A Real Tree

Activated - - NEWS - By Nyx Martin

We chil­dren had al­ways wanted a real Christ­mas tree— a tall, lav­ishly dec­o­rated one, like other fam­i­lies had. It would have “singing” lights, sil­ver tin­sel, and glass or­na­ments dress­ing its snow-topped branches. And of course, the space be­neath it would be over­flow­ing with presents.

But as another De­cem­ber came, our liv­ing room re­mained bare. New Christ­mas dec­o­ra­tions were too pricey for a large mis­sion­ary fam­ily like ours, so Mom pulled out the stor­age boxes and made the old dec­o­ra­tions look as good as new. Then she went to work on hand­crafted “stock­ings” made from shiny red pa­per and trimmed with cot­ton balls. My lit­tle sis­ters helped cut and paste. There were 12 stock­ings—one for each of us kids—and Mom strung them up on the stair­case ban­is­ter. My two broth­ers re­vived the old col­ored lights and strung them on the ve­randa.

For a Na­tiv­ity scene, we molded lit­tle clay fig­urines, then baked and painted them. Some­one gave us a set of three cherubs that were the per­fect match un­til we kids—all de­ter­mined to keep re­ar­rang­ing the fig­urines un­til we found the per­fect look—knocked over one of the cherubs and he lost his head.

Then one evening, Dad came home and an­nounced that he had bought a Christ­mas tree. Cu­ri­ous and ex­cited, we all gath­ered in the liv­ing room to in­spect the tree. Our own Christ­mas tree!

“Isn’t it in­cred­i­ble?” Dad was al­ways so en­thu­si­as­tic.

In fact, it was a pa­pier-mâché model of an ever­green, about a foot tall.

“That’s our tree?!” Cue sour ex­pres­sions on twelve faces. “It’s so skinny!” “It’s kinda strange.” “Dad, that’s not a real tree.” “Of course it’s a real tree, honey. Isn’t it great?”

Dad hoped his en­thu­si­asm would catch on. “And look, I bought a match­ing rein­deer to go with it!” With some fan­fare he pro­duced the rein­deer—also made from re­cy­cled news­pa­per.

That was just like my fa­ther! Even though he didn’t have much to spend on ex­tras, he al­ways tried to help those who had even less by pur­chas­ing some of their wares. As a chap­lain in the na­tional cor­rec­tional sys­tem in the Philip­pines, he had col­lected many such hand­crafted items. The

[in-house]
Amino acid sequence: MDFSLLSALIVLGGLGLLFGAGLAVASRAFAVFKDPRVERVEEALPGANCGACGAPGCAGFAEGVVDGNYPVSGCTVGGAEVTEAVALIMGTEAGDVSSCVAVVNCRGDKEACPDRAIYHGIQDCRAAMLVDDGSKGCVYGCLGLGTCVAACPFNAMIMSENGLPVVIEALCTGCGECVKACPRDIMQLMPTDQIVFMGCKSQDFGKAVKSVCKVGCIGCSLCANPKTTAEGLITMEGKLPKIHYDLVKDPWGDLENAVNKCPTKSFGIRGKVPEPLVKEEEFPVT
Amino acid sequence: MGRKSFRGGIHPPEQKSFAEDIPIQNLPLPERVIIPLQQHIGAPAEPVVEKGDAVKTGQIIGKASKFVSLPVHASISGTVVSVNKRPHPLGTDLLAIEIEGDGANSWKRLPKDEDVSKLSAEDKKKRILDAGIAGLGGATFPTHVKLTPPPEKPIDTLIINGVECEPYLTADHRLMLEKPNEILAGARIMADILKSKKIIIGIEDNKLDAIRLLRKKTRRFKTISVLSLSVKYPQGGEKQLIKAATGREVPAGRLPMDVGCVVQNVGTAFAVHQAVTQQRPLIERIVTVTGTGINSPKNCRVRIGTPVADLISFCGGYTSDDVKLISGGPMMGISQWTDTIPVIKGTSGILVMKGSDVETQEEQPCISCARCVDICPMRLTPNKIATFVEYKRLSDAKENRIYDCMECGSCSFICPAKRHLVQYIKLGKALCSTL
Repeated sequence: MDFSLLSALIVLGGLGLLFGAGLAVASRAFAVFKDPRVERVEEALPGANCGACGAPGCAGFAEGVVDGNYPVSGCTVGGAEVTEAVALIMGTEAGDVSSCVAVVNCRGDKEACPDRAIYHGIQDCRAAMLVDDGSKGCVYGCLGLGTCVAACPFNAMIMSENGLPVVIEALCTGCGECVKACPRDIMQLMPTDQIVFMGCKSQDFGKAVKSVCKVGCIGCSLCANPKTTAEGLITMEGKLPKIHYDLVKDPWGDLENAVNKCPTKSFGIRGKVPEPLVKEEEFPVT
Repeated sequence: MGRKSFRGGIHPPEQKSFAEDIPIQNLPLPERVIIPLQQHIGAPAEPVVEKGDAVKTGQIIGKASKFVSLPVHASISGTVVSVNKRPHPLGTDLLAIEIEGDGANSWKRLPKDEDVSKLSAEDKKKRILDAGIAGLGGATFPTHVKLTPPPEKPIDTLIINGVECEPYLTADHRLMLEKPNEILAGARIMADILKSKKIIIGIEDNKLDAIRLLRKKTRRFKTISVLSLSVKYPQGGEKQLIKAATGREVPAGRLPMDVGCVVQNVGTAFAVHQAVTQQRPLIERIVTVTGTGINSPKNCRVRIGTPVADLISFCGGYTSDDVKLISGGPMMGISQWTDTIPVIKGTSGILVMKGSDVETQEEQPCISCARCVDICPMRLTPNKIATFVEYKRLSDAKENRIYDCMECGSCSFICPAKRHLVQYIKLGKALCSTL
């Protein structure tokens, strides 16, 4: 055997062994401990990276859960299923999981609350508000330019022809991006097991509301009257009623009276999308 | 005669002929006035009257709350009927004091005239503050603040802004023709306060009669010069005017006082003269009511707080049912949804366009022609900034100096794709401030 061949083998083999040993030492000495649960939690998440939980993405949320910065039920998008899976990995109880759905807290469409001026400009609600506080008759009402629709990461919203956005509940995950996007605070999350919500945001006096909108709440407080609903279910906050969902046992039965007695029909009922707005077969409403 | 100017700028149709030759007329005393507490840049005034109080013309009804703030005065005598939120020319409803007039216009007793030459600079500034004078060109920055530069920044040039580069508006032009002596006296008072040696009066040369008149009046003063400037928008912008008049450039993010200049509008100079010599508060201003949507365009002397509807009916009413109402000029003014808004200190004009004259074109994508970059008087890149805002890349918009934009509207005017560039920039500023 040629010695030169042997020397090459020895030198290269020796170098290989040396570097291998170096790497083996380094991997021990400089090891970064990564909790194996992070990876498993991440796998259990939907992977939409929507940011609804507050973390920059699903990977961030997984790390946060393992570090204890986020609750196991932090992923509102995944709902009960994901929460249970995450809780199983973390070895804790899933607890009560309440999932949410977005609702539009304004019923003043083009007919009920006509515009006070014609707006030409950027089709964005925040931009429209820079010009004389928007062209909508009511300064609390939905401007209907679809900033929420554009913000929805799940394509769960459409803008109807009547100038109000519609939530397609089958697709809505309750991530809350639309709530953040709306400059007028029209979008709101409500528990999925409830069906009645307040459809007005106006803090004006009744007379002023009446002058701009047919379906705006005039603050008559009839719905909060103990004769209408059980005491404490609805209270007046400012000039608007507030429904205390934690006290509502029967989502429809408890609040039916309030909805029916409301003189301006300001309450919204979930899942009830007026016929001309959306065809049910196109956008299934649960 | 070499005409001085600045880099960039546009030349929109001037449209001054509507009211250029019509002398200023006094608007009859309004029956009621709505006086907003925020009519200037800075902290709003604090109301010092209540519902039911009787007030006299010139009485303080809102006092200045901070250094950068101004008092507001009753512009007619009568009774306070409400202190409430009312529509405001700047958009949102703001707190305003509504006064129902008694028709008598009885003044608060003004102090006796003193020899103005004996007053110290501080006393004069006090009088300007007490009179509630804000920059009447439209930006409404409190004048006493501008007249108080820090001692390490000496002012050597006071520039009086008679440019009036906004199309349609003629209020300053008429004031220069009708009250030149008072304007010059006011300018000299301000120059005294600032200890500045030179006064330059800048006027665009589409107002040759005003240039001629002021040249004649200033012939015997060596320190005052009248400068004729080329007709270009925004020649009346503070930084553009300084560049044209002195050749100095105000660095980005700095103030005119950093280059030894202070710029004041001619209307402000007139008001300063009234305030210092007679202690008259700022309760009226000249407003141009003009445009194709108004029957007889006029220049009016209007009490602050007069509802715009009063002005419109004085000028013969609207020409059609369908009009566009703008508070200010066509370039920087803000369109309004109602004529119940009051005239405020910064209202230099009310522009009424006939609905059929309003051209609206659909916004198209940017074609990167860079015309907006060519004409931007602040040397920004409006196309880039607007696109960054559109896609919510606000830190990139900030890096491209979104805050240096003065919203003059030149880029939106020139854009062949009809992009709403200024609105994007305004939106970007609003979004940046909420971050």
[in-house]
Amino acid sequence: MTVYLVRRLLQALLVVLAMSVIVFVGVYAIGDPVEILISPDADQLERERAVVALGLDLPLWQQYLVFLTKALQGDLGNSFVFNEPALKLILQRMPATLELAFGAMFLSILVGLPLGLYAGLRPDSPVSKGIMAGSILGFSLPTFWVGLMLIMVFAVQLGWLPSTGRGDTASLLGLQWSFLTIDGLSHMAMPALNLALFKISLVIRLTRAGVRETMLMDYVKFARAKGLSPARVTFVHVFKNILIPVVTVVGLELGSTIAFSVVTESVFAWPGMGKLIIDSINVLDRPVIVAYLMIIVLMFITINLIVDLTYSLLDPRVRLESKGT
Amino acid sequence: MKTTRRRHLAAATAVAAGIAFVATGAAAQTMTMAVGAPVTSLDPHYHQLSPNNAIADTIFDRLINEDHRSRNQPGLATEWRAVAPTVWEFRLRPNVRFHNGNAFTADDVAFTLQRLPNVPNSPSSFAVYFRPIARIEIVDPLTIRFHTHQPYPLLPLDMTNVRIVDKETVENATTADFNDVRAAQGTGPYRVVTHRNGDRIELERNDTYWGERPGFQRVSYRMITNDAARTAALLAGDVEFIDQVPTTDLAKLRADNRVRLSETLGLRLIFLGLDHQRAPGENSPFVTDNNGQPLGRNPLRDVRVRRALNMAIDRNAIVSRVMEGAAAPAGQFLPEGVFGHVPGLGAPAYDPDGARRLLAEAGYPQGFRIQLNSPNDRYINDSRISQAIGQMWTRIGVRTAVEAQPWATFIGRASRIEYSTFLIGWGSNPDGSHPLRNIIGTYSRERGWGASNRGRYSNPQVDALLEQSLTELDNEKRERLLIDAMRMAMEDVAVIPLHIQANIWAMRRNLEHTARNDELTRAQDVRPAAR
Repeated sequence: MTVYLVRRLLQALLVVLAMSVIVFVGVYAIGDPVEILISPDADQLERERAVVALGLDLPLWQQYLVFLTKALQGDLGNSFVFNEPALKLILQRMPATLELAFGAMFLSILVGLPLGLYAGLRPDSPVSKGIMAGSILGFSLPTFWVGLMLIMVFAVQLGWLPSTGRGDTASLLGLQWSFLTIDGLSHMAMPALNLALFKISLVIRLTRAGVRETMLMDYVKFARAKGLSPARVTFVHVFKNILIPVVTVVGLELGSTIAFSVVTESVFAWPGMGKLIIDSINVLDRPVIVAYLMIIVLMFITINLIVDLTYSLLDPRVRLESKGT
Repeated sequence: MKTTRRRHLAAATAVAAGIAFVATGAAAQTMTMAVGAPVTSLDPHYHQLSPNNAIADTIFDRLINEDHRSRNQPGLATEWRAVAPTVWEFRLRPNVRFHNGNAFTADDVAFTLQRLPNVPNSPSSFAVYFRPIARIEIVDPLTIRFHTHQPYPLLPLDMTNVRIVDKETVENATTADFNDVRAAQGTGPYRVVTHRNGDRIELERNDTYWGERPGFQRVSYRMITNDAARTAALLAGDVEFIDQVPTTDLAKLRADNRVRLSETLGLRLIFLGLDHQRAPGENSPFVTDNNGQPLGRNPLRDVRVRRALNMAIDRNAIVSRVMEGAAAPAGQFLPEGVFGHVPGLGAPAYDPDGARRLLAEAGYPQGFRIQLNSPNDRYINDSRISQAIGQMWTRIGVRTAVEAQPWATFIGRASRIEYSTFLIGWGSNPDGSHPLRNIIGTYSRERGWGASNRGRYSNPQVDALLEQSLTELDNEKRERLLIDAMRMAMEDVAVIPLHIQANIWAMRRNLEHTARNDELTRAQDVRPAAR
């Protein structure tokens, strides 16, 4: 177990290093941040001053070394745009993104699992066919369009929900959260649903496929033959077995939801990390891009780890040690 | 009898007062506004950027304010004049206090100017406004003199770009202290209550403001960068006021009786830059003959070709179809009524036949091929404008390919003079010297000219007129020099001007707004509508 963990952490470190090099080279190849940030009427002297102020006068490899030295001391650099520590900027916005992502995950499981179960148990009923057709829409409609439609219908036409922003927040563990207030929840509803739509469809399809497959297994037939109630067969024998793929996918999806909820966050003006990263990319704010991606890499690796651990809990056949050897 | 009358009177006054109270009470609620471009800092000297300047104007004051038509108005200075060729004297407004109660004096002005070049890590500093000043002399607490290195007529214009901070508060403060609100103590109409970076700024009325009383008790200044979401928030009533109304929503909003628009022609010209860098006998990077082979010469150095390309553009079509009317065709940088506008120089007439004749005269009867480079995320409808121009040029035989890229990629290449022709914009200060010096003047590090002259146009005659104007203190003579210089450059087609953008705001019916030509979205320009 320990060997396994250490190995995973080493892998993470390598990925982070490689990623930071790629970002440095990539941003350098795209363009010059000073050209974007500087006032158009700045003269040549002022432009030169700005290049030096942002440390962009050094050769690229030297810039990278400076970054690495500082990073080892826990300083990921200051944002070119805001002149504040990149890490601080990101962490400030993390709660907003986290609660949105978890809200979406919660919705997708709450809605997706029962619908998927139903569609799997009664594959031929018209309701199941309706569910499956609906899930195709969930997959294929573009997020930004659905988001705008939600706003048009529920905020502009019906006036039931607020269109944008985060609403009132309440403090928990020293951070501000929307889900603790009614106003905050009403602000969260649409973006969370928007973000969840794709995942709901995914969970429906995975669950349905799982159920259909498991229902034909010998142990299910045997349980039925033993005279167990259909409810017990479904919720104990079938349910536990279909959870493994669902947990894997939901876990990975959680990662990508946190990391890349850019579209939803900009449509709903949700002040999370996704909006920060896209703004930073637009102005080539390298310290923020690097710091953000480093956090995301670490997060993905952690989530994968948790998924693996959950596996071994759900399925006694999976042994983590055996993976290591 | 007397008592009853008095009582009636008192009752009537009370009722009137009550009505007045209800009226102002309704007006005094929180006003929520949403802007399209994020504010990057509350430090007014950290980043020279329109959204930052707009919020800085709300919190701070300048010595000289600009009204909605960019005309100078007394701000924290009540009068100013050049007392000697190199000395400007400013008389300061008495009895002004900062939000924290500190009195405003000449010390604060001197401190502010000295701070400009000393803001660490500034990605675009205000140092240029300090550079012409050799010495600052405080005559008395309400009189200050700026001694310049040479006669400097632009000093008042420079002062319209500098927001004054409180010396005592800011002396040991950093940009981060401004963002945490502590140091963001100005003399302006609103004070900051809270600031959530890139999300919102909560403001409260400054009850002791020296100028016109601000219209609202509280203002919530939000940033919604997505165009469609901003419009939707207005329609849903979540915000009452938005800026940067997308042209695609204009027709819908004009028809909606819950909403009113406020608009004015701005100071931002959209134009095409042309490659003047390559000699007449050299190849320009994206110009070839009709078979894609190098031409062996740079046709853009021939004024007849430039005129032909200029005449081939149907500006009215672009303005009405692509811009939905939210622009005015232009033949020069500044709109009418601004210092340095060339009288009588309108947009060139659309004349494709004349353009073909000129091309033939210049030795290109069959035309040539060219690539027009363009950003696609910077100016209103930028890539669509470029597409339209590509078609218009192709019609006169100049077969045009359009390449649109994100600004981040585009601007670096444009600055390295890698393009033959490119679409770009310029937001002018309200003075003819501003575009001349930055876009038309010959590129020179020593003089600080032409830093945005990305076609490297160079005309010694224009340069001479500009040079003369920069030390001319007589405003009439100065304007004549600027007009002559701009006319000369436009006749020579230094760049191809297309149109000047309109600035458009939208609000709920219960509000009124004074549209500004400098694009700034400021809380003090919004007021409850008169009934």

pre­vi­ous year, there had been an in­tri­cately carved bat­tle­ship sit­ting serenely on our li­brary shelf un­til my broth­ers went to war with it. The year be­fore, our house had been filled with glass bot­tles con­tain­ing minia­ture scenes—homes on stilts, tiny match­stick peo­ple, palm trees by the beach.

My broth­ers would col­lect news­pa­pers and old magazines for the in­mates, and my sis­ters and I would help sell their hand­made Christ­mas cards. The prof­its went back to their fam­i­lies.

And now this—our “real” Christ­mas tree.

“I sup­pose we could fix it up,” one of my sis­ters sug­gested. So we set it up on the phone ta­ble, which al­most seemed too large for it. Mom cut or­na­ments from card­board—stars, bells, and candy canes. Glit­ter glue gave the tree a touch of sparkle. I re­mem­bered a pair of plas­tic doves cov­ered in white mesh that I’d found in a whole­sale store. They went up as well. We strung col­or­ful minia­ture lights, which flick­ered pret­tily over Mary, Joseph, Baby Je­sus, and the two and two-thirds cherubs.

Christ­mas came all at once to our merry lit­tle home, and I’ll never for­get it. That year in par­tic­u­lar was a strug­gle for our fam­ily, but it was also one of the most mem­o­rable.

We never got our store-bought Christ­mas tree. In­stead we got one that truly rep­re­sented our fam­ily’s love. Our home was never out­fit­ted with fancy dé­cor, but it was filled with the laugh­ter of happy chil­dren and the melodies of mean­ing­ful Christ­mas car­ols. Santa never fit in with our fam­ily, but you can bet we caught Mommy kiss­ing Daddy some­where near that tree. And as for Christ­mas presents, our par­ents gave us gifts that no amount of money could ever buy.

We spent many happy mo­ments to­gether as a fam­ily. Our par­ents taught us that Christ­mas was for giv­ing of our hearts to oth­ers, and that the same self­less love should color our lives, not only at Christ­mas, but all year round—just like a real ever­green.

Born in Manila in 1981, Nikki “Nyx” Martinez is a mul­ti­me­dia artist and writer. Fol­low her work and jour­neys on www.nyx­martinez.com.

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